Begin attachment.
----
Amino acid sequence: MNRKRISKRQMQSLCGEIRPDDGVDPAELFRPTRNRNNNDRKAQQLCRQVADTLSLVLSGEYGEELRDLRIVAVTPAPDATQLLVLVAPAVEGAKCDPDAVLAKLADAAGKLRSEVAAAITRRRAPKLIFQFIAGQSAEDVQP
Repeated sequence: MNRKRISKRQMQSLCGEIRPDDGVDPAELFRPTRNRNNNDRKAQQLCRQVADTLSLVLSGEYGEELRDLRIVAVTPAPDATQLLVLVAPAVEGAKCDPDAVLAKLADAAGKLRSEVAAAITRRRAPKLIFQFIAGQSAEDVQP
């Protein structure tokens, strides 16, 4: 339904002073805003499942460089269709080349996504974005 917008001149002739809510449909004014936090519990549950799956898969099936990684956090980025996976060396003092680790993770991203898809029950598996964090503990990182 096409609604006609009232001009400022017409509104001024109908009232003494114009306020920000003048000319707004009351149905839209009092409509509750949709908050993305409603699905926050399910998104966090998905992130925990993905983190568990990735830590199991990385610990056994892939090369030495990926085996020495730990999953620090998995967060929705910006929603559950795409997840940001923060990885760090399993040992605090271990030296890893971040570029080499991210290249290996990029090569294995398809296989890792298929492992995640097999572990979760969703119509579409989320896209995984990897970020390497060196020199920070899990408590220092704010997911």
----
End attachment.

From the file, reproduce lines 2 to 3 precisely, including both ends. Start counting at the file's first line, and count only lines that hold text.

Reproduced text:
Repeated sequence: MNRKRISKRQMQSLCGEIRPDDGVDPAELFRPTRNRNNNDRKAQQLCRQVADTLSLVLSGEYGEELRDLRIVAVTPAPDATQLLVLVAPAVEGAKCDPDAVLAKLADAAGKLRSEVAAAITRRRAPKLIFQFIAGQSAEDVQP
């Protein structure tokens, strides 16, 4: 339904002073805003499942460089269709080349996504974005 917008001149002739809510449909004014936090519990549950799956898969099936990684956090980025996976060396003092680790993770991203898809029950598996964090503990990182 096409609604006609009232001009400022017409509104001024109908009232003494114009306020920000003048000319707004009351149905839209009092409509509750949709908050993305409603699905926050399910998104966090998905992130925990993905983190568990990735830590199991990385610990056994892939090369030495990926085996020495730990999953620090998995967060929705910006929603559950795409997840940001923060990885760090399993040992605090271990030296890893971040570029080499991210290249290996990029090569294995398809296989890792298929492992995640097999572990979760969703119509579409989320896209995984990897970020390497060196020199920070899990408590220092704010997911």